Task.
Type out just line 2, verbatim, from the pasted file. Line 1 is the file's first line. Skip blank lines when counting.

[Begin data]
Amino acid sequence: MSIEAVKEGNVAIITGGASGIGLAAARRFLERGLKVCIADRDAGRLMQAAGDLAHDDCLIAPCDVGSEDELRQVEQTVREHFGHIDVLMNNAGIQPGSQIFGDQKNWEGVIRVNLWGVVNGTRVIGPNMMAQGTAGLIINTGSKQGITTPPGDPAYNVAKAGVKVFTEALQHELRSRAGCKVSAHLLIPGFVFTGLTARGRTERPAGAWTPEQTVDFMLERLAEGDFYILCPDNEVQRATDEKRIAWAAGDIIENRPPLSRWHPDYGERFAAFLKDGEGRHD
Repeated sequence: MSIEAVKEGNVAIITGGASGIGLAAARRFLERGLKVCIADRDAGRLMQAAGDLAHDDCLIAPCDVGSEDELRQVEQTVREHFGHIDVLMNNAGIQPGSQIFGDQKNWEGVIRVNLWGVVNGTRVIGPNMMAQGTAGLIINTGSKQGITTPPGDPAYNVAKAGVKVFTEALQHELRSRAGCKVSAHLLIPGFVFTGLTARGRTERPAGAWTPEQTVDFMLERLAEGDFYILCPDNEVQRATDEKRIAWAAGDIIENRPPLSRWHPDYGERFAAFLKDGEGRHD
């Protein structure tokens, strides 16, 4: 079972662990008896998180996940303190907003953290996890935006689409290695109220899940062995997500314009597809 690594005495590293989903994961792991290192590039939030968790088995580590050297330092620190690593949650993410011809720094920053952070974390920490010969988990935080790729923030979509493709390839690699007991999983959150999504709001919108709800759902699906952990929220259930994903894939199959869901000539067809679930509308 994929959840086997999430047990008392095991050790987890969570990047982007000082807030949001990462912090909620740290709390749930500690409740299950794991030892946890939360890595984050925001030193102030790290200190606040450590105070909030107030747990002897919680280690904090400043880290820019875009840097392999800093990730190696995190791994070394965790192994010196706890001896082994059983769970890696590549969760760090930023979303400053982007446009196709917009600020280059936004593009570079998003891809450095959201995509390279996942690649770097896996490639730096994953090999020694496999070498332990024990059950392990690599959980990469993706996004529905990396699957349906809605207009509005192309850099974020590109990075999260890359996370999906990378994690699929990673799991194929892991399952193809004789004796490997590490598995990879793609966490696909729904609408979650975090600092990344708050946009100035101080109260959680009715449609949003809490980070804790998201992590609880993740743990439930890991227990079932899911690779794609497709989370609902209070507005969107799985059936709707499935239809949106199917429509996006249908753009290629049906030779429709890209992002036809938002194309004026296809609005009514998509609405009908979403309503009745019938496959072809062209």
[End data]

Repeated sequence: MSIEAVKEGNVAIITGGASGIGLAAARRFLERGLKVCIADRDAGRLMQAAGDLAHDDCLIAPCDVGSEDELRQVEQTVREHFGHIDVLMNNAGIQPGSQIFGDQKNWEGVIRVNLWGVVNGTRVIGPNMMAQGTAGLIINTGSKQGITTPPGDPAYNVAKAGVKVFTEALQHELRSRAGCKVSAHLLIPGFVFTGLTARGRTERPAGAWTPEQTVDFMLERLAEGDFYILCPDNEVQRATDEKRIAWAAGDIIENRPPLSRWHPDYGERFAAFLKDGEGRHD